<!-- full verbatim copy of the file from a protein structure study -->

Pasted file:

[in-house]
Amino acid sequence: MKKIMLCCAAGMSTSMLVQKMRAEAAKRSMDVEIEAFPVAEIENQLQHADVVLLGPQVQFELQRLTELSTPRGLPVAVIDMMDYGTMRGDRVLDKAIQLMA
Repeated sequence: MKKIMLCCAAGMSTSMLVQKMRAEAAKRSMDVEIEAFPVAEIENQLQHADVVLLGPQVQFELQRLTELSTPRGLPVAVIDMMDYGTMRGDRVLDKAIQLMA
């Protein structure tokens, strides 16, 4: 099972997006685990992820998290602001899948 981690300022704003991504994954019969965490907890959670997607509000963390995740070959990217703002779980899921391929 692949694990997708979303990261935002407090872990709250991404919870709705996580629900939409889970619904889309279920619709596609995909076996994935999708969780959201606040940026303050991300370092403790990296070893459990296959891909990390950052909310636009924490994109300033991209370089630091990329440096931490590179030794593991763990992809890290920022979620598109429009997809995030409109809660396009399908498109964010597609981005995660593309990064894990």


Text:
[in-house]
Amino acid sequence: MKKIMLCCAAGMSTSMLVQKMRAEAAKRSMDVEIEAFPVAEIENQLQHADVVLLGPQVQFELQRLTELSTPRGLPVAVIDMMDYGTMRGDRVLDKAIQLMA
Repeated sequence: MKKIMLCCAAGMSTSMLVQKMRAEAAKRSMDVEIEAFPVAEIENQLQHADVVLLGPQVQFELQRLTELSTPRGLPVAVIDMMDYGTMRGDRVLDKAIQLMA
């Protein structure tokens, strides 16, 4: 099972997006685990992820998290602001899948 981690300022704003991504994954019969965490907890959670997607509000963390995740070959990217703002779980899921391929 692949694990997708979303990261935002407090872990709250991404919870709705996580629900939409889970619904889309279920619709596609995909076996994935999708969780959201606040940026303050991300370092403790990296070893459990296959891909990390950052909310636009924490994109300033991209370089630091990329440096931490590179030794593991763990992809890290920022979620598109429009997809995030409109809660396009399908498109964010597609981005995660593309990064894990």